Driverless cars are coming yet we’re still building parking garages

When we build let us think we build forever. Let it not be for present delight nor for present use alone. Let it be such work that our descendants will thank us for, and let us think, as we lay stone upon stone, that a time is to come when these stones will be held sacred because our hands have touched them, and that men will say, as they look upon the labor and wrought substance of them, “See! This our fathers did for us.”

John Ruskin

Driverless cars are coming. I don’t know when exactly, but it will be less than ten years. Maybe as soon as five. How long before they become pervasive—so pervasive that the overwhelming majority of vehicular transportation is via an autonomous vehicle? Another five after that? Another twenty? Impossible to say, but when it happens, things are going to be a lot different.

Conventional cars will be like horses. Some people will keep conventional cars for sport or hobby, some people will actually use them for work, but no one else will own them. This isn’t a radical statement; Lots of people are making this prediction.

Getting around. When you want to go somewhere in town, and it’s inconvenient by foot or bicycle, you’ll walk out your front door and a golf-cart sized autonomous electrical vehicle will arrive within a minute. Call it a rickshaw. This rickshaw will take you anywhere within five miles at speeds of up to 30 miles per hour.

It will cost you less than a dollar a mile. There will be more affordable and more expensive options. You’ll pay more to have a nicer ride, for it to show up quickly, and things like that. You’ll probably pay a membership fee with a particular company to have some sort of preferred or premium service.

In urban areas, rickshaws will spend far less of their time unoccupied, so rides will be cheaper. Suburban and rural residents will have to pay a lot more, because the vehicles in their areas will have more (and much longer) empty legs.

Highway travel. For long-haul travel, you’ll summon a different type of vehicle that’s capable of much faster speeds on highways. It will take more than a minute to show up and it will have a higher minimum fare but a lower per mile rate. And it will go really fast. On a trip from Atlanta to Charleston, you’ll reach speeds of well over 100 MPH. What is now a five hour trip will take less than three, and might cost $100 for a family of four plus their stuff.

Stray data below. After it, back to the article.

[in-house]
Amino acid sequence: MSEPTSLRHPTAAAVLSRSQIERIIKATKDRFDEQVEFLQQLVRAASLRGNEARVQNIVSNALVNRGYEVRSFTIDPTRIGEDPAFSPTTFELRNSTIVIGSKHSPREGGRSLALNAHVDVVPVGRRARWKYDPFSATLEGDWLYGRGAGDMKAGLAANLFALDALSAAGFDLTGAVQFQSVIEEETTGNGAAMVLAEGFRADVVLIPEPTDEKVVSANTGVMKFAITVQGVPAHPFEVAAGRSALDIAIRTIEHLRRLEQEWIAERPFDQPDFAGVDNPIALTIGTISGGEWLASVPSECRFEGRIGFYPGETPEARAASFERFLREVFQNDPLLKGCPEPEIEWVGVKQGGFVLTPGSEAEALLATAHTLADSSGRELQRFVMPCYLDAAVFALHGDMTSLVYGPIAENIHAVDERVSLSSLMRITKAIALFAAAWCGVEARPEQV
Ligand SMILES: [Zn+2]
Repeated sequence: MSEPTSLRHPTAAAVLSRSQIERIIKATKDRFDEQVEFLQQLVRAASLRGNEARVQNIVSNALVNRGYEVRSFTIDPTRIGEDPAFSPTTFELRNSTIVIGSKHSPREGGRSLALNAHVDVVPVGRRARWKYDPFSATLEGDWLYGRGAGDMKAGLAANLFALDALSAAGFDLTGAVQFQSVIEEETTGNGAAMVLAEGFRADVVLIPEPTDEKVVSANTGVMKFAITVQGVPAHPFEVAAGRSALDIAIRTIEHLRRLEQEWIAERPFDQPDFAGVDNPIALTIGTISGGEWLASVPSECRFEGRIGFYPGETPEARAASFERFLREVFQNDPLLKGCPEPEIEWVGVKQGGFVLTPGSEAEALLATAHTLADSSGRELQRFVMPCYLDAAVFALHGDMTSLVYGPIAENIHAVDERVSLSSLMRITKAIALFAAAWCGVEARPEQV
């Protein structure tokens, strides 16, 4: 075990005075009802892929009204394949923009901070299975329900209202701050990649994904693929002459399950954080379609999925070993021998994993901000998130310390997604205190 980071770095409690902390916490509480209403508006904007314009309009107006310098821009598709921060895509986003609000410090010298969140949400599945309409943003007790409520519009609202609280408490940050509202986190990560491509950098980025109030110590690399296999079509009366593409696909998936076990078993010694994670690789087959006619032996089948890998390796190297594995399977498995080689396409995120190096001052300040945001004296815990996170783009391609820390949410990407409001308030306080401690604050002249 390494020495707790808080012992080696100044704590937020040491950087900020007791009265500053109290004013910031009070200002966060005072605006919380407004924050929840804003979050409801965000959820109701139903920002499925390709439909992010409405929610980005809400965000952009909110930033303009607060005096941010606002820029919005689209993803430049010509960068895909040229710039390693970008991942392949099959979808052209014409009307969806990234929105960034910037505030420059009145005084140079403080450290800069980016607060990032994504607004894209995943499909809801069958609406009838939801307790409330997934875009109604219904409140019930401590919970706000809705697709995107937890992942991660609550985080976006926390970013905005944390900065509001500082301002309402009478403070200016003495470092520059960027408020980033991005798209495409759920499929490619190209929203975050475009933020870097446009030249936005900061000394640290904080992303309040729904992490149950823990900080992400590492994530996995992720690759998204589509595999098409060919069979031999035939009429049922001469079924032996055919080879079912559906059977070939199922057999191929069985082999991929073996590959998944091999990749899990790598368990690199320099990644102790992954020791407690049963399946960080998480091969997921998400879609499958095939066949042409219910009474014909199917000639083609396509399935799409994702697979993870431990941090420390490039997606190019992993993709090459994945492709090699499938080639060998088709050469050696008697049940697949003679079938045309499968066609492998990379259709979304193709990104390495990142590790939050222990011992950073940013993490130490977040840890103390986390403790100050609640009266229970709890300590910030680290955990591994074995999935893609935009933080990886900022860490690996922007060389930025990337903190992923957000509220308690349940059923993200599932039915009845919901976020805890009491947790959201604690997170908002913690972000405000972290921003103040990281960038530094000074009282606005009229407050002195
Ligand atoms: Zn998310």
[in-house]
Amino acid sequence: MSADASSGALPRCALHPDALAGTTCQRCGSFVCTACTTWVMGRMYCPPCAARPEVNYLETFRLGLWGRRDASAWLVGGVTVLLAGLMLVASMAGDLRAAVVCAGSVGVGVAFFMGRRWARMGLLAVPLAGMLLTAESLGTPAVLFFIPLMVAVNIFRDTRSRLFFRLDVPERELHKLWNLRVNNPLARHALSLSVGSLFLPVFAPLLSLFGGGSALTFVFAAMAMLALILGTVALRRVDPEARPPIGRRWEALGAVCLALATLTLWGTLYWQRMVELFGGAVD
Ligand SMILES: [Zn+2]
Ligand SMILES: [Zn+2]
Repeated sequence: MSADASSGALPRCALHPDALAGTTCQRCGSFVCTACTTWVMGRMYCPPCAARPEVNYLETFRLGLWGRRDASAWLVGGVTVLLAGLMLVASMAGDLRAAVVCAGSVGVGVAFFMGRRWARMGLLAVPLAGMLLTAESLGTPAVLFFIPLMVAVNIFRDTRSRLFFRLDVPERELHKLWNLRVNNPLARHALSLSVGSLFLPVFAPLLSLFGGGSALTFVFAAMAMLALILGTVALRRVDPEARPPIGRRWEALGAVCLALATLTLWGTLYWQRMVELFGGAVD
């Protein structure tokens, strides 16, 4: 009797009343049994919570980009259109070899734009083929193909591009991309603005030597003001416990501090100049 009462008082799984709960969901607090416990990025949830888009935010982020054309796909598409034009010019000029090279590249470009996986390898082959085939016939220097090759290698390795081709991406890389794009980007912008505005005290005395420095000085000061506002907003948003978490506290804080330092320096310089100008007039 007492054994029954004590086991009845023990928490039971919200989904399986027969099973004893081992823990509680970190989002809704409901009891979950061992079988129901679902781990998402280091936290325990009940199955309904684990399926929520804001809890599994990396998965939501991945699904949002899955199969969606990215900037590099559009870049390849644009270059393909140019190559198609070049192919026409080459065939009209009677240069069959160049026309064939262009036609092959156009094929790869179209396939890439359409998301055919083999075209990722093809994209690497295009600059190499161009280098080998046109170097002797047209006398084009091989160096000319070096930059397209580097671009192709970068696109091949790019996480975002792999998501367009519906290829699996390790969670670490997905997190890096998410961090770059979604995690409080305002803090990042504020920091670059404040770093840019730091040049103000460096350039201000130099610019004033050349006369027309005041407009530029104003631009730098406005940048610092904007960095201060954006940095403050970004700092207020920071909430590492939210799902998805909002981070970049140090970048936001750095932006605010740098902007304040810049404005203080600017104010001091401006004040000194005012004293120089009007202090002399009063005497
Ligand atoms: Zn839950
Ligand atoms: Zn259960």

If you’d like to ride the bus (which will also be driverless), you’ll need to go to the station to catch it, but it will be even cheaper.

What this means for pedestrians. The rickshaw will deftly avoid collisions, and it will gracefully give right-of-way to cyclists and pedestrians. Minor accidents (between rickshaws and pedestrians, cyclists, and other rickshaws) will be so uncommon that they will make the news.

With the near-elimination from city streets of big cars and driver-error, streets will return to their rightful owners: the pedestrian. Unobstructed paved city surfaces will narrow from their 2 to 6 driving lanes (usually 30′ to 100′) to something less than 20 feet.

As a pedestrian, you won’t walk to the crosswalk before crossing the street, you’ll simply cross—and rickshaws will stop to let you pass. How civilized!

What this means for housing. Great news for the remodeling industry! There are over 100 million houses in America, and most of them have substantial real estate dedicated to car storage. A great many of these houses are designed explicitly to have the occupants interact with the world via their car (i.e. the main entry to the house is via the garage or via the back door).

We have seen a huge boom in aging in place remodeling. The next big boom will be even bigger than aging in place: Our remodeling industry will be repurposing the vestigial car-dedicated square footage to other uses (granny flats and dependencies, also known in the industry as “accessory dwelling units” or ADUs) and reconfiguring existing living space to re-orient residents’ traffic back through the front door.

Density, Accessory Dwelling Units, and Housing Affordability. You might be thinking, “City councils started outlawing ADUs decades ago. There’s no way they’ll let people rent out their converted garages as apartments! Right?”

I don’t think this change will happen overnight, but it’s worth remembering that two huge reasons ADUs have become illegal in many cities are PARKING and TRAFFIC! Parking is expensive and limited in urban environments, and as we became more of a car culture, renters began consuming more of our car storage. So we got our city councils to outlaw them. When the idea of “more people” no longer triggers concerns about more car traffic (odious and dangerous) and more limited parking (annoying), the fear of ADUs (and housing density in general) will evaporate.

And when people can rent out a small apartment in their home, we diversify the housing stock while dramatically lowering the effective cost of home ownership. That’s right: Driverless cars will create affordable housing.